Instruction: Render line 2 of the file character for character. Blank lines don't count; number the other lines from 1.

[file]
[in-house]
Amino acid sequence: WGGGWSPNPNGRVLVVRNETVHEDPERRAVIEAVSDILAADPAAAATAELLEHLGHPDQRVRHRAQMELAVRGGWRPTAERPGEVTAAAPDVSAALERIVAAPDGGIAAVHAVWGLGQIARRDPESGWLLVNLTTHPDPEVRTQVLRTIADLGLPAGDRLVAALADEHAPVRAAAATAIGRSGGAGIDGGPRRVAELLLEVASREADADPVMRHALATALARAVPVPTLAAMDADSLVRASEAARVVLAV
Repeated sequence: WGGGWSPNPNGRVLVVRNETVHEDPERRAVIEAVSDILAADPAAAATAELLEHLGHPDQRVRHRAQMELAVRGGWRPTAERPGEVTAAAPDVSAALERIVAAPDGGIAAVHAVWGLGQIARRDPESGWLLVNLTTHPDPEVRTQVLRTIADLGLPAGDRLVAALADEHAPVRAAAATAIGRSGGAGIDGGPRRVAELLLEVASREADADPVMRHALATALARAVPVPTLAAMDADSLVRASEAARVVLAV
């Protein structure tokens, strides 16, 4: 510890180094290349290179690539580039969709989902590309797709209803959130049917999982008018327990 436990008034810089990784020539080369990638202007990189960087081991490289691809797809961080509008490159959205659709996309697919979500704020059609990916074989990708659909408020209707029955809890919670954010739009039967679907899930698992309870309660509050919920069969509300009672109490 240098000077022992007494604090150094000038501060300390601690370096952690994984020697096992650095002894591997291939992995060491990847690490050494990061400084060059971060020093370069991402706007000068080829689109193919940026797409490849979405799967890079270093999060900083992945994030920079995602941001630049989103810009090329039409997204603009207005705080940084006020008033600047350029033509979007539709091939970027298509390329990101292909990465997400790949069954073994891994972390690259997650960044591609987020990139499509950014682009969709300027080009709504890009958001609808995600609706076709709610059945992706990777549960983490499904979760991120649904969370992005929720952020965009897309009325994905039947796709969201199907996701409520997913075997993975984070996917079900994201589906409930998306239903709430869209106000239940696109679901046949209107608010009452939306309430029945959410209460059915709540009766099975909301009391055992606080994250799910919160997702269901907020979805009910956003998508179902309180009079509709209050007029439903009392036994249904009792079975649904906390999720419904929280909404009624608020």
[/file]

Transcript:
Amino acid sequence: WGGGWSPNPNGRVLVVRNETVHEDPERRAVIEAVSDILAADPAAAATAELLEHLGHPDQRVRHRAQMELAVRGGWRPTAERPGEVTAAAPDVSAALERIVAAPDGGIAAVHAVWGLGQIARRDPESGWLLVNLTTHPDPEVRTQVLRTIADLGLPAGDRLVAALADEHAPVRAAAATAIGRSGGAGIDGGPRRVAELLLEVASREADADPVMRHALATALARAVPVPTLAAMDADSLVRASEAARVVLAV